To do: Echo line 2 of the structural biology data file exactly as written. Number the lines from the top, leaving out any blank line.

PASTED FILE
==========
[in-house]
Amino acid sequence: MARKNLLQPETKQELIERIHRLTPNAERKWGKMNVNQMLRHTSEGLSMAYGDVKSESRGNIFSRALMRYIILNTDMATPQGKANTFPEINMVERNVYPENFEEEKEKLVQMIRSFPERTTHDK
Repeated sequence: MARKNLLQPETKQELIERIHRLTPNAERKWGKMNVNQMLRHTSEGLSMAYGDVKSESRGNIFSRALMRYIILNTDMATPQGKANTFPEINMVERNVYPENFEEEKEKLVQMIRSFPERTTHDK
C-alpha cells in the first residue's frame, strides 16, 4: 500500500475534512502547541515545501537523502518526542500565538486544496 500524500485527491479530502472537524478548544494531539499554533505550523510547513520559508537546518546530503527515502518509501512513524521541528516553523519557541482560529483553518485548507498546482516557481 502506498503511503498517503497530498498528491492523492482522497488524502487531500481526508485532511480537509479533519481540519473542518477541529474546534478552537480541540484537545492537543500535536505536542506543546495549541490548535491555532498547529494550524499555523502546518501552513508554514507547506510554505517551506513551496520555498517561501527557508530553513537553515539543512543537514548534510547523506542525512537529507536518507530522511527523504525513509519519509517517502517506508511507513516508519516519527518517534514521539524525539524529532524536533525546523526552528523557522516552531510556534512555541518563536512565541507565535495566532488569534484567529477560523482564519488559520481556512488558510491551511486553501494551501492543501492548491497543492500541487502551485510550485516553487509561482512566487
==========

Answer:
Amino acid sequence: MARKNLLQPETKQELIERIHRLTPNAERKWGKMNVNQMLRHTSEGLSMAYGDVKSESRGNIFSRALMRYIILNTDMATPQGKANTFPEINMVERNVYPENFEEEKEKLVQMIRSFPERTTHDK